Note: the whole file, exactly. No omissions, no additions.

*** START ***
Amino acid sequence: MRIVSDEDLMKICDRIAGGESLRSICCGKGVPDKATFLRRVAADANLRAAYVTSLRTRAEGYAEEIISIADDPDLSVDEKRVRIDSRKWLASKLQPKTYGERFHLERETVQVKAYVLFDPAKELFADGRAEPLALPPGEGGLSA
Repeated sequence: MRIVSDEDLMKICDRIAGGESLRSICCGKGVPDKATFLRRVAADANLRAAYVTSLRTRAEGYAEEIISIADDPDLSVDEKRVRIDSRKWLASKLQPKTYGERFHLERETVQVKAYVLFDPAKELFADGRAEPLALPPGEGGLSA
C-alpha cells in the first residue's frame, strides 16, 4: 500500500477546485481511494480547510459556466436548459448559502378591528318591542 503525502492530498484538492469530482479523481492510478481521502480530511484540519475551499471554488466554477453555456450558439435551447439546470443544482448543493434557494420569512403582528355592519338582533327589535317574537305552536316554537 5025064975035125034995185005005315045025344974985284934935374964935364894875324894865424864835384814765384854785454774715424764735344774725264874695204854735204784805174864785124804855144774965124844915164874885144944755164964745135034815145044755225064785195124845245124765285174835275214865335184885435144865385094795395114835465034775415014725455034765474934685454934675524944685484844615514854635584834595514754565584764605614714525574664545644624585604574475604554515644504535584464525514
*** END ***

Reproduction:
Amino acid sequence: MRIVSDEDLMKICDRIAGGESLRSICCGKGVPDKATFLRRVAADANLRAAYVTSLRTRAEGYAEEIISIADDPDLSVDEKRVRIDSRKWLASKLQPKTYGERFHLERETVQVKAYVLFDPAKELFADGRAEPLALPPGEGGLSA
Repeated sequence: MRIVSDEDLMKICDRIAGGESLRSICCGKGVPDKATFLRRVAADANLRAAYVTSLRTRAEGYAEEIISIADDPDLSVDEKRVRIDSRKWLASKLQPKTYGERFHLERETVQVKAYVLFDPAKELFADGRAEPLALPPGEGGLSA
C-alpha cells in the first residue's frame, strides 16, 4: 500500500477546485481511494480547510459556466436548459448559502378591528318591542 503525502492530498484538492469530482479523481492510478481521502480530511484540519475551499471554488466554477453555456450558439435551447439546470443544482448543493434557494420569512403582528355592519338582533327589535317574537305552536316554537 5025064975035125034995185005005315045025344974985284934935374964935364894875324894865424864835384814765384854785454774715424764735344774725264874695204854735204784805174864785124804855144774965124844915164874885144944755164964745135034815145044755225064785195124845245124765285174835275214865335184885435144865385094795395114835465034775415014725455034765474934685454934675524944685484844615514854635584834595514754565584764605614714525574664545644624585604574475604554515644504535584464525514